Monday, November 07, 2005

Special Screening of Wim Wenders' "Land of Plenty" in Los Angeles

Wim Wenders's 2003 film The Land of Plenty will be opening on November 11th for an exclusive one-week run at the Laemmle's Music Hall in Beverly Hills, California. The film deals with themes that are common to Wenders's work: angst, alienation, and America—but in Land of Plenty these themes are explored through a uniquely spiritual and post 9-11 perspective. The film tells the story of Lana (Michelle Williams), who returns to the United States after years of living abroad with her American missionary father. Though she has returned to America with plans to continue her education, Lana instead sets out to find her only other living relative—her uncle Paul, her deceased mother’s brother. A Vietnam veteran, Paul is a reclusive vagabond with deep emotional war wounds. A tragic event witnessed by the two unites them in a common goal to rectify a wrong and takes them on a journey of healing, discovery, and kinship. The Hollywood Reporter says in a recent review of the film, "The sense of wonderment and desire for understanding that envelop the old soldier and the young disciple create a mood of profound optimism."

Wim Wenders will be present for Q&A after the Friday and Saturday night screenings of the film.

Listen to a cut off the soundtrack to Wim Wender's "Land of Plenty" : The Weight of the World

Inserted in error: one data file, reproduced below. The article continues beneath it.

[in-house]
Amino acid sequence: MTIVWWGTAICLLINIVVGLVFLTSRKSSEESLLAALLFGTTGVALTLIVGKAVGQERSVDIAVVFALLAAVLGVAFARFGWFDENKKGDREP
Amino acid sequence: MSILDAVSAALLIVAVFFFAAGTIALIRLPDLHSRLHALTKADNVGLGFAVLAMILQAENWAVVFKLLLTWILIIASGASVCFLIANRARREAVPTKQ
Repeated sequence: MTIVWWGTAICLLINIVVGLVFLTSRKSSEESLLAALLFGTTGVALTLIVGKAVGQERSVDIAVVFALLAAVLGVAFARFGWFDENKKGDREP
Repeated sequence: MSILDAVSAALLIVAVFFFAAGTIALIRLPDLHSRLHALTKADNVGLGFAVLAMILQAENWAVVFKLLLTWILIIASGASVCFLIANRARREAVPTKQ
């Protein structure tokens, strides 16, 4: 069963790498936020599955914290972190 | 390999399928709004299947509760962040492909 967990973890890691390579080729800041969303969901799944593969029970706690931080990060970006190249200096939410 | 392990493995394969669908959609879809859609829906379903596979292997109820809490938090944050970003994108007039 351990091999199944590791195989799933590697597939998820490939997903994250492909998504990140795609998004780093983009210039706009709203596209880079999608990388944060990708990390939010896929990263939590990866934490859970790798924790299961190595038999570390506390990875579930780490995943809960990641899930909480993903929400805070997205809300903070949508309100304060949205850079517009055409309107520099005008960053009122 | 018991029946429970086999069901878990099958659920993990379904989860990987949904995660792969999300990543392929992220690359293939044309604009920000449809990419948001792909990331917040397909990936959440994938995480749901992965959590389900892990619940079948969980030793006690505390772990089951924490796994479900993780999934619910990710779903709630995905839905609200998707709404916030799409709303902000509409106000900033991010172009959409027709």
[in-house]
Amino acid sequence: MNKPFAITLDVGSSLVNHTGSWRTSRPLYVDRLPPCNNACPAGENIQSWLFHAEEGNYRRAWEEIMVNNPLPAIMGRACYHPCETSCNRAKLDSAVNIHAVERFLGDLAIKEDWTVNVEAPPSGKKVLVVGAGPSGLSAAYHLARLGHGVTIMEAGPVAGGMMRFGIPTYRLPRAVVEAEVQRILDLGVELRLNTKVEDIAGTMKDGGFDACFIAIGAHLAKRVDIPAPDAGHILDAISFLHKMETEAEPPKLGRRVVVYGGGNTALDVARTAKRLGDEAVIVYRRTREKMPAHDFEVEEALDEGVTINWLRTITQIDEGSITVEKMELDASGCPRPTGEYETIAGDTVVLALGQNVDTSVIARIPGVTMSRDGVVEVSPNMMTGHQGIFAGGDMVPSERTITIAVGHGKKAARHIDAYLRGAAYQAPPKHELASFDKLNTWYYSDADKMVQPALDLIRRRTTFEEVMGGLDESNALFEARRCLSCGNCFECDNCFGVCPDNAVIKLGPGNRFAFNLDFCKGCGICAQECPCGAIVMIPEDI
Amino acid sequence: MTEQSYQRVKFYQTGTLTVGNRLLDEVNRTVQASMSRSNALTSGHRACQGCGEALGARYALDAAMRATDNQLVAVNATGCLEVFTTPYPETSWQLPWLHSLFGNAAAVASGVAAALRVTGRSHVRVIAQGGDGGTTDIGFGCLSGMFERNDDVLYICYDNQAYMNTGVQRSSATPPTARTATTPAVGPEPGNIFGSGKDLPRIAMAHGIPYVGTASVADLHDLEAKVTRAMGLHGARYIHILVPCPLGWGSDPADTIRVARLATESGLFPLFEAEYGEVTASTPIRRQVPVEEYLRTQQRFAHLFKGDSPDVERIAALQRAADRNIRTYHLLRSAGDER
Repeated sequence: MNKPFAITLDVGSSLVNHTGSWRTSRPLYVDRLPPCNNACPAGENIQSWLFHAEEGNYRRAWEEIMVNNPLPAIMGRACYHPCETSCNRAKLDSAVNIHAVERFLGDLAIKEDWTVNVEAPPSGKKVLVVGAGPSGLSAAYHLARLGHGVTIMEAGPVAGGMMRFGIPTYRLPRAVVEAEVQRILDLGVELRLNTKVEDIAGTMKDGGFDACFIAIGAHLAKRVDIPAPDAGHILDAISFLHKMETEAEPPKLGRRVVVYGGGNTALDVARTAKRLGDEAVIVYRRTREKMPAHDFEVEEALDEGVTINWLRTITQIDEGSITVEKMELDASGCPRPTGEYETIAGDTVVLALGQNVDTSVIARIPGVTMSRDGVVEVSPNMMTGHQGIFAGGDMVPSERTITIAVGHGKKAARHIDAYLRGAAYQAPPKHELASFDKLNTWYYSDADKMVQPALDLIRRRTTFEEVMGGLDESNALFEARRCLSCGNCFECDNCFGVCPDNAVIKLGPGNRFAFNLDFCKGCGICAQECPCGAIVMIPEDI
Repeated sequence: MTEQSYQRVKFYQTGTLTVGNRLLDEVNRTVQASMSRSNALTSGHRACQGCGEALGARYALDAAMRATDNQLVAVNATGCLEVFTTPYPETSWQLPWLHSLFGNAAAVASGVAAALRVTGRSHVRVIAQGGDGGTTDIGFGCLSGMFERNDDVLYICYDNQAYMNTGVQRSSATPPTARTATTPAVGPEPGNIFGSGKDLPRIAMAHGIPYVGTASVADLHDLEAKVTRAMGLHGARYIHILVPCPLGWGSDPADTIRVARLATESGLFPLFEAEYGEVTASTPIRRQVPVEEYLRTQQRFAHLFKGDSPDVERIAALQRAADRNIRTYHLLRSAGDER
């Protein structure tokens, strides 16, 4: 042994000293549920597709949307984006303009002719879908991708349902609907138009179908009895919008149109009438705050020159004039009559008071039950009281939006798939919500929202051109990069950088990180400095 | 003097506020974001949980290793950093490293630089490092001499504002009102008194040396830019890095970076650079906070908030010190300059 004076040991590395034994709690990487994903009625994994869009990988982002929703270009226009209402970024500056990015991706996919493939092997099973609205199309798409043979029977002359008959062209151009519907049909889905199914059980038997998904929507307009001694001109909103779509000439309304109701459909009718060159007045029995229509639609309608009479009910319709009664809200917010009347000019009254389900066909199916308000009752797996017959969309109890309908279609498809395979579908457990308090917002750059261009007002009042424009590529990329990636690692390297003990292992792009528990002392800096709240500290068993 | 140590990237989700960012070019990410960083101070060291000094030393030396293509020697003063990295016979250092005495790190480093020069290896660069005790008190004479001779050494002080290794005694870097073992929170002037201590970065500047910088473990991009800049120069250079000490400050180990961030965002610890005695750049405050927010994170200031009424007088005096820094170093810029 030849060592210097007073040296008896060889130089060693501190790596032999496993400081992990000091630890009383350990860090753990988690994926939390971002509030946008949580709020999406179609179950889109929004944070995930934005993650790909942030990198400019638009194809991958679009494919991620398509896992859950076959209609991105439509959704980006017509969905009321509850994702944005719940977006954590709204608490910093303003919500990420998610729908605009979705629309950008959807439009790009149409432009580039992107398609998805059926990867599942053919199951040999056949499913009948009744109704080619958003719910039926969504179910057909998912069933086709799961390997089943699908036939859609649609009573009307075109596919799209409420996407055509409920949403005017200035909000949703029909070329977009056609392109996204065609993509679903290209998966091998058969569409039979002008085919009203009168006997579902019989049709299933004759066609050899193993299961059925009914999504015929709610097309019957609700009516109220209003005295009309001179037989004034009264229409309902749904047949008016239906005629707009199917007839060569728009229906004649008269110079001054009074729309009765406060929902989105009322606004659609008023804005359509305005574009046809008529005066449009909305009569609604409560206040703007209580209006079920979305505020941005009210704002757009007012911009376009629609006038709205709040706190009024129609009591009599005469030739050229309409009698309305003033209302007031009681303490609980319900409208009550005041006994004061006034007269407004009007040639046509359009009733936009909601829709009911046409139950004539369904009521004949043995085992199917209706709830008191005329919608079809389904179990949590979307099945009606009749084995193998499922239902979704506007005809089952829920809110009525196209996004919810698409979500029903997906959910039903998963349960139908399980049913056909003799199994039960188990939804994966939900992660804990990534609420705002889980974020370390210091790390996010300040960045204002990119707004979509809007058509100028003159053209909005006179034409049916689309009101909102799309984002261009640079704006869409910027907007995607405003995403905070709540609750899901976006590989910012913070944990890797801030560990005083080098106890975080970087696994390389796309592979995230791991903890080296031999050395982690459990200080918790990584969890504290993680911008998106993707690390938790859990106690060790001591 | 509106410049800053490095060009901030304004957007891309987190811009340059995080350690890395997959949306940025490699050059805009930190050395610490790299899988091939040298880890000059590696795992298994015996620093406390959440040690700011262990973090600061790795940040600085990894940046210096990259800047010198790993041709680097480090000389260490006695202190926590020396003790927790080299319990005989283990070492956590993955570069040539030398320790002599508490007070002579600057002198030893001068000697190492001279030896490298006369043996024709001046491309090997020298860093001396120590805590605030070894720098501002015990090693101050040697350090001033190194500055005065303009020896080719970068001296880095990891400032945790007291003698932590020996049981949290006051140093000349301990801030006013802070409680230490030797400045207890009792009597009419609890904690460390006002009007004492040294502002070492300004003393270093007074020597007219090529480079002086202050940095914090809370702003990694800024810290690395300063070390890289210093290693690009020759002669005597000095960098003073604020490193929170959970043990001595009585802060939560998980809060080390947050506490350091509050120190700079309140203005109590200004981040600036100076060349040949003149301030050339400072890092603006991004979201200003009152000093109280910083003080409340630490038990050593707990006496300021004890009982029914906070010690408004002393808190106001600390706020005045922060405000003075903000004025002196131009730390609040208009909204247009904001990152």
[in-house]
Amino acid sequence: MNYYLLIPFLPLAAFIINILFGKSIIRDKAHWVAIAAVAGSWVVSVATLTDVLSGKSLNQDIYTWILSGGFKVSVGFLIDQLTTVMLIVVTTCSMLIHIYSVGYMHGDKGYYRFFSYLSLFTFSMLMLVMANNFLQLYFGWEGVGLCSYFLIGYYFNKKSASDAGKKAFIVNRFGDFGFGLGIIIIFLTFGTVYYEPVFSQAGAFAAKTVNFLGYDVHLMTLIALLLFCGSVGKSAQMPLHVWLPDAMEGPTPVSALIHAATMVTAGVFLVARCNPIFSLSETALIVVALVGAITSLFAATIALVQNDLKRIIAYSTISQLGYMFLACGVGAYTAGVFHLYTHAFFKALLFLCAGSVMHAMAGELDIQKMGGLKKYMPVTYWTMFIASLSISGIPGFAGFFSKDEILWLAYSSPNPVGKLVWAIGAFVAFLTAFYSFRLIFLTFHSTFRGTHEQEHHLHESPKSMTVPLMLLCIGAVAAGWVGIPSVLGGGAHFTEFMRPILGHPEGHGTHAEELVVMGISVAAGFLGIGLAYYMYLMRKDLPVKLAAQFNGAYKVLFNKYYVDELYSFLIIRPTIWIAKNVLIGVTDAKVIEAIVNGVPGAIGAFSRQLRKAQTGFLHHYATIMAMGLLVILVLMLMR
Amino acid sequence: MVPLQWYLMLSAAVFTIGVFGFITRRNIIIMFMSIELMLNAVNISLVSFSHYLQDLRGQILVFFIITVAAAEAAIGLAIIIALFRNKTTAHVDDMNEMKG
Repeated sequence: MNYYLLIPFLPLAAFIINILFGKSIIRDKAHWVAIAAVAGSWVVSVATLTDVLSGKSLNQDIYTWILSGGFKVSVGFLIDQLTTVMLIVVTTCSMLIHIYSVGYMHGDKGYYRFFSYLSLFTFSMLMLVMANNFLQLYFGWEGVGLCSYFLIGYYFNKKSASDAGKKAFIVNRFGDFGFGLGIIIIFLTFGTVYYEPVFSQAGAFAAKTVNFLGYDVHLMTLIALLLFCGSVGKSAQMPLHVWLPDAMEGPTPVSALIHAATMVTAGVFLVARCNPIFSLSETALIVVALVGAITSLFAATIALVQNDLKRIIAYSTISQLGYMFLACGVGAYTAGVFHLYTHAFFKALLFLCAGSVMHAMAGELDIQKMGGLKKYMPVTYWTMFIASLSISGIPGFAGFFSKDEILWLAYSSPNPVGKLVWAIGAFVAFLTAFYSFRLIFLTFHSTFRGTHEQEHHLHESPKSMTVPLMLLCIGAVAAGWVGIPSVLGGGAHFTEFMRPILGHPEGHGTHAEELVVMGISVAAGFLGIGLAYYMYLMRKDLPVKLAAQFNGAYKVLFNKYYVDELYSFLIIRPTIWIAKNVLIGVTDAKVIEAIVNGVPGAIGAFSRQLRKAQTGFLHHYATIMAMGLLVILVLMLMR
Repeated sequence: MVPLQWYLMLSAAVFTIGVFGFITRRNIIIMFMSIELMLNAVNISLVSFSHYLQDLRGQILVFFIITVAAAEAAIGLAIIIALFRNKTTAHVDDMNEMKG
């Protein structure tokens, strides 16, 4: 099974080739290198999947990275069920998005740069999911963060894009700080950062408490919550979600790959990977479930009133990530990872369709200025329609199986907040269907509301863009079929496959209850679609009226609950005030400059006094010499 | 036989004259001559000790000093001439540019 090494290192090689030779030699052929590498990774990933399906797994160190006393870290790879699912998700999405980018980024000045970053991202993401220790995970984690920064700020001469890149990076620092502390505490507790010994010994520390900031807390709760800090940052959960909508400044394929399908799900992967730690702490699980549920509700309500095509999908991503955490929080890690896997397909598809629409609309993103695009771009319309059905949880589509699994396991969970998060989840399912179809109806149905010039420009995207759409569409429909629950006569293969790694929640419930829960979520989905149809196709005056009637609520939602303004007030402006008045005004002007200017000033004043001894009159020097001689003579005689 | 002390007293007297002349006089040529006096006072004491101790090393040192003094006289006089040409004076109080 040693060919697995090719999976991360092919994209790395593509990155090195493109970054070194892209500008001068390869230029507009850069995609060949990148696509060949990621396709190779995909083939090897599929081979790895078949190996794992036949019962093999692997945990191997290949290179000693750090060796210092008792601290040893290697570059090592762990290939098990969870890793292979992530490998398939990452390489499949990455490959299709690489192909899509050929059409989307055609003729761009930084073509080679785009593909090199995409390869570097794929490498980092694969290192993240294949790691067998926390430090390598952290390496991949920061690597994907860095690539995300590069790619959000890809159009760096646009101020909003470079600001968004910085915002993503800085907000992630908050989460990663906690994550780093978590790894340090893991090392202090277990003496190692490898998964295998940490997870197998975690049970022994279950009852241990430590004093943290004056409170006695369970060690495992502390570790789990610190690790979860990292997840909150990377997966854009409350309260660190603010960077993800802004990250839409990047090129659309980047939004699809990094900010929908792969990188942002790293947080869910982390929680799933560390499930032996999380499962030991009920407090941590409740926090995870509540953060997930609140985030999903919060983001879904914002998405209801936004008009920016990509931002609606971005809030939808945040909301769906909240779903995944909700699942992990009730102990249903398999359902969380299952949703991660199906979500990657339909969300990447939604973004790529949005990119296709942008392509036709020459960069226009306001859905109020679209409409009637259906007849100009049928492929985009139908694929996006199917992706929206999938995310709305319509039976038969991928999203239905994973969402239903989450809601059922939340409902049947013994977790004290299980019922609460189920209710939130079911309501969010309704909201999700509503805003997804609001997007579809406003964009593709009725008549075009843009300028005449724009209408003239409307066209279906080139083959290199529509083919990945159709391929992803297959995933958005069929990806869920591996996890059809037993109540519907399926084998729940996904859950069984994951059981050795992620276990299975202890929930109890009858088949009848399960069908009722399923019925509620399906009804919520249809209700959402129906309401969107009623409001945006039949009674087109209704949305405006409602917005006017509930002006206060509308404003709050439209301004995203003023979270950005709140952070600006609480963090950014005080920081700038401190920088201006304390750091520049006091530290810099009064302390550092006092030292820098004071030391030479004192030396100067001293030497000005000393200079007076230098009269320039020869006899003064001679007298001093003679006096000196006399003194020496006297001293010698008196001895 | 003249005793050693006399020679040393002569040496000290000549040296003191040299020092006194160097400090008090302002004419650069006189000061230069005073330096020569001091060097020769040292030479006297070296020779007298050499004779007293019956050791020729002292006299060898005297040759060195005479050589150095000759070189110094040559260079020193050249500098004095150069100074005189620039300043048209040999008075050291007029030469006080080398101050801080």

Sunday, November 06, 2005

The Burnt Paintings

Jessey Dorr's "Off to the Oyster Beds," a painting found at a garage sale, led the buyer, Davis Dutton, on a several-year search for the painter. Photo courtesy of the Davis Dutton Collection

Sunday's San Francisco Chronicle has a wonderful piece by the Los Angeles bookseller* and author Davis Dutton on the search for the artist behind a haunting painting found gathering dust in a garage. This account is so well written that it calls out to become a book. It has much to say about art and life in California in the early part of the 20th Century:

The Burnt Paintings

Artist Jessey Dorr: Born into a wealthy Nob Hill family, she was a strong-willed woman who burned her paintings after a bad review. Photo by Imogen Cunningham

As an artist I always wonder where my works will end up in fifty or a hundred years. Like most painters I know,(See Martin Bromirski at Anaba), I have found a few treasures stacked against the walls in small shops. I once found an original Cezanne etching in a thrift store in San Francisco. Any other finds out there?

For more on artists destroying their work see Anna Conti

*Davis Dutton and his wife, Judith Dutton are the owners of Dutton's Books in North Hollywood.

Saturday, November 05, 2005

Native American Spirituality: Huston Smith and Phil Cousineau in Conversation

On Monday November 7th at Book Passage in Corte Madera at 7 pm, Phil Cousineau and Huston Smith will talk about their new book "A Seat at the Table: Huston Smith in Conversation with Native Americans on Religious Freedom ". The book is cast as a series of dialogues in which the most widely read and beloved historian of religions in the world, Huston Smith, engages in conversations with American Indian leaders about their five hundred year long fight for religious freedom. These intimate, impassioned dialogues yield profound insights into one of the most striking cases of tragic irony in history: the country that prides itself on religious freedom has resolutely denied those same rights to its own indigenous people.

Phil Cousineau and Huston Smith

With remarkable erudition and curiosity, Smith and Cousineau, respectfully engage ten American Indian leaders: